Cultivating quality awareness in corona times

Together with my colleagues Andries Baart and Jan den Bakker, I wrote an article in which we presented the Care-Ethical Model of Quality (CEMQ). We did that against the background of the Covid-19 pandemic and used the pandemic to illustrate the fruitfulness of CEMQ in describing, interrogating, evaluating, and improving existing care practices.

We submitted the article to a peer-reviewed journal. Because of Covid-19, the journal urged us to publish it as a preprint, so that others could benefit from it. The article is now under review. Below the (slightly edited) introduction:

The Covid-19 pandemic is a tragedy for those who have been hit hard worldwide. At the time of writing, the total number of confirmed cases is almost 9.5 million and more than 480 thousand people have died (according to the Coronavirus Resource Center of the John Hopkins University:, accessed 25 June 2020). Many people are experiencing difficult times, not only physically but also mentally and socially. Large numbers, not suffering from Covid-19 itself, are also experiencing hardship because of the measures taken, measures that make them unemployed, kill their businesses, isolate them from relatives and leave them without the care they need. That is the case in Europe and the USA, but even more so in poverty-stricken and bombed Yemen, the overcrowded favelas of Rio de Janeiro, the slums of Mumbai or the townships of South Africa. At the same time, the Covid-19 pandemic is also a test of our concepts and practices of what good care is and what it requires, and how quality of care can be accounted for.

At the moment of writing, we are still not out of the Covid-19 crisis and it is too early to have a complete overview. What we have seen until now is quite ambiguous, showing at least two contradictory sides to every issue. On the one hand relational caring was easily put aside when social distancing was being used to fight a threat to the physical health of particular groups of people labelled as ‘vulnerable’, especially those living in institutionalised settings. But on the other hand, we also see a growing realisation that social distancing is detrimental to the physical and mental health of other groups of vulnerable people, particularly those living at home and deprived of their usual care, and that people are finding ways to be physically near them. Across the world, we saw the criterion of safety becoming dominant, overruling all other quality criteria and shutting off political-ethical thinking. However, at the same time we also see people standing up for other quality criteria based on relationality, not only in regard to their family but also on a macro level, for instance in regard to refugees.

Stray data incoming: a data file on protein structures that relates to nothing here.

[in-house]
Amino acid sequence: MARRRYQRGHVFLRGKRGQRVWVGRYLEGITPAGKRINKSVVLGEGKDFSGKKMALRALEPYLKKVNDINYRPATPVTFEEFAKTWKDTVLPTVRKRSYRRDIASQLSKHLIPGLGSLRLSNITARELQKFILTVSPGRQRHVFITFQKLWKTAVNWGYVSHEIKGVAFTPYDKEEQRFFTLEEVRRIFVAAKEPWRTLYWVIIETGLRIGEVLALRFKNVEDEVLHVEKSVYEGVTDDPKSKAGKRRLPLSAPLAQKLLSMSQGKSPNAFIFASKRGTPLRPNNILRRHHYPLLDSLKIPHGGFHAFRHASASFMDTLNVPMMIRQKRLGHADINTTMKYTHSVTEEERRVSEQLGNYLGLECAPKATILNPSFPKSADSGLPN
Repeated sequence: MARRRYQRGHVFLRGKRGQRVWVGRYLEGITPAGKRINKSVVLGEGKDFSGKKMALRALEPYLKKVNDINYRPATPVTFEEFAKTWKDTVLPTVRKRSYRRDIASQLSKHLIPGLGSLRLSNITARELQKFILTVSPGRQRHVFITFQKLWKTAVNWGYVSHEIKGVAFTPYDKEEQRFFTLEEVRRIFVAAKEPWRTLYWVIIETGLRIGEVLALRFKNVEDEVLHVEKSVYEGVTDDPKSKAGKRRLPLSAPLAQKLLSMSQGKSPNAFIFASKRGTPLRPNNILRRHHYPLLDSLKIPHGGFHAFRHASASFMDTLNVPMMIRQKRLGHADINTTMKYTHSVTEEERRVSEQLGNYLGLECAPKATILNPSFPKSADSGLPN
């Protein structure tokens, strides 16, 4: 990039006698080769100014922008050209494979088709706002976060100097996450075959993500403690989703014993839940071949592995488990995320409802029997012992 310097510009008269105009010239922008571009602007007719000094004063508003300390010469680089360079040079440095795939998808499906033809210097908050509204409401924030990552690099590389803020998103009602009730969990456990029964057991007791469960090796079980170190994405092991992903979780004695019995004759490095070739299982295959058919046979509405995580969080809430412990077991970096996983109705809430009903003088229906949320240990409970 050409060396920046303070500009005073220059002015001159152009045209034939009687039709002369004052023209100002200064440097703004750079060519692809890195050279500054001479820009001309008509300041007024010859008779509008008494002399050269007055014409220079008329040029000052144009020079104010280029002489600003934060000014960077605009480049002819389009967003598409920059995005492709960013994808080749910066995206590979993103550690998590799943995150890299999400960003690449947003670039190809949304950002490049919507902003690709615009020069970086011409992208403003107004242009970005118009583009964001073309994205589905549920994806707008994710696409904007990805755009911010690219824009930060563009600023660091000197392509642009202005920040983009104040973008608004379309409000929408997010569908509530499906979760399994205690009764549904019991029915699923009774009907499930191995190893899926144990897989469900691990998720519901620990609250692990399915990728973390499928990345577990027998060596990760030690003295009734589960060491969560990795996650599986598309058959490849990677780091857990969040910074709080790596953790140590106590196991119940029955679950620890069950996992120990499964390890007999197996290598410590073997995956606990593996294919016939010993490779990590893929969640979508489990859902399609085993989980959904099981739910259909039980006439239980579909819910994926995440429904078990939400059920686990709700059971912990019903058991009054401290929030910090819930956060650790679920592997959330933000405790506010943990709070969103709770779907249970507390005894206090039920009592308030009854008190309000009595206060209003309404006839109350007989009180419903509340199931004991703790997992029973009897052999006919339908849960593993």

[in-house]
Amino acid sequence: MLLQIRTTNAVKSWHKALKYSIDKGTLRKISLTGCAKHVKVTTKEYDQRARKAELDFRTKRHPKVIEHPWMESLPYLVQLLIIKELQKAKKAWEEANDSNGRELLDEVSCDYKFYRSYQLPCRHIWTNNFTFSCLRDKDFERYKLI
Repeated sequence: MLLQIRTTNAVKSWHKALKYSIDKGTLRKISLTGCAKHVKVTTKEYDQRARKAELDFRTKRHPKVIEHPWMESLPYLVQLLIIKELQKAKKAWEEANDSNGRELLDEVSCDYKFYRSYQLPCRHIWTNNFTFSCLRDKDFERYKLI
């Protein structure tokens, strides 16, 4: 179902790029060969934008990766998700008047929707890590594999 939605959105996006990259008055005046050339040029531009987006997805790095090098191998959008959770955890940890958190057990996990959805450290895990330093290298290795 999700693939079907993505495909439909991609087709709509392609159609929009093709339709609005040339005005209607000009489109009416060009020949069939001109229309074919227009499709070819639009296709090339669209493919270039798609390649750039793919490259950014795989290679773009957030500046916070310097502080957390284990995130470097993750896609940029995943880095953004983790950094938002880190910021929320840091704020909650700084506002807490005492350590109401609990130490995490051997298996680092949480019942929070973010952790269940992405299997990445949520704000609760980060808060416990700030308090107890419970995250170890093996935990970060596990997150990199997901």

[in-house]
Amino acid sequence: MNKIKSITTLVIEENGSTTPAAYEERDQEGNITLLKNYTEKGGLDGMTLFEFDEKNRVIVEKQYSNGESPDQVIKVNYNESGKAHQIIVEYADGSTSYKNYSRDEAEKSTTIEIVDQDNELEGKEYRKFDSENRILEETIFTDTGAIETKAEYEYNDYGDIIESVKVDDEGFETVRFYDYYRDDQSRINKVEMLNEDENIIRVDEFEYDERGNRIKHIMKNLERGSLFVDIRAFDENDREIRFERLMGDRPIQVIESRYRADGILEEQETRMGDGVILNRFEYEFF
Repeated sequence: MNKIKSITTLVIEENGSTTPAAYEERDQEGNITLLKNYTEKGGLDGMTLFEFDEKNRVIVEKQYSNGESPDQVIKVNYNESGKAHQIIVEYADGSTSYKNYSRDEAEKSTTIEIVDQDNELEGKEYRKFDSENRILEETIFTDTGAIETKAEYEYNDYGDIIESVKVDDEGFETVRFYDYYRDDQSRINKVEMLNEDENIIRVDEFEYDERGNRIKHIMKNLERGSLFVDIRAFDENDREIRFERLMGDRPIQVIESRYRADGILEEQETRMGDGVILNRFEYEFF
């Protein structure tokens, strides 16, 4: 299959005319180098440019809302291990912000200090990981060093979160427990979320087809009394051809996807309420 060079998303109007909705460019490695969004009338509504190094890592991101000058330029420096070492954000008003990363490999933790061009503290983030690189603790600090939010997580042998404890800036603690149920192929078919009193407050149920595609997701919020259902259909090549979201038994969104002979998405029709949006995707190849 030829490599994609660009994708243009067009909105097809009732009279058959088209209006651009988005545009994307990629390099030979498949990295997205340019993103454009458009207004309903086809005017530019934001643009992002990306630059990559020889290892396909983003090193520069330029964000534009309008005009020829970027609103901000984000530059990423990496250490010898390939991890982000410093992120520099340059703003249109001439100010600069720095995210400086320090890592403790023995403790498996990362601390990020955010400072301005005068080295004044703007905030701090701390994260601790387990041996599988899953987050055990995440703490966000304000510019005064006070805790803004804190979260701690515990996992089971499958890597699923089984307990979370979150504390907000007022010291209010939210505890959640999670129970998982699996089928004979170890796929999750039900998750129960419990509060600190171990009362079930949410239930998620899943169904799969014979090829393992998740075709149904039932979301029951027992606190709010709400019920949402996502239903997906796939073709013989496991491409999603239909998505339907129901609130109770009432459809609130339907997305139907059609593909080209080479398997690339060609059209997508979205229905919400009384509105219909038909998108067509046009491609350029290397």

We have seen how social forces have been operative, for example in the introduction of (limited) market competition and just-in-time production and delivery in healthcare, but we also see firms finding ways to help healthcare organisations by producing protective equipment for free or at cost price. We saw care organisations being judged on whether they have followed rules, especially when mortality rates are well above average, but we also saw, in the Netherlands, the Inspectorate and the Care Assessment Center putting their rules and systems aside, and providing room for the practical wisdom of care professionals. In many countries around the world, we have seen variants of a total lockdown, based on distrust and repression of the population. In other countries, we see variants of an intelligent lockdown, built on trust and encouraging a sense of responsibility among the population within a guiding framework. We do not know yet which kind of lockdown will turn out to be most adequate, but the crisis raises questions about the kind of society we want to move forward to.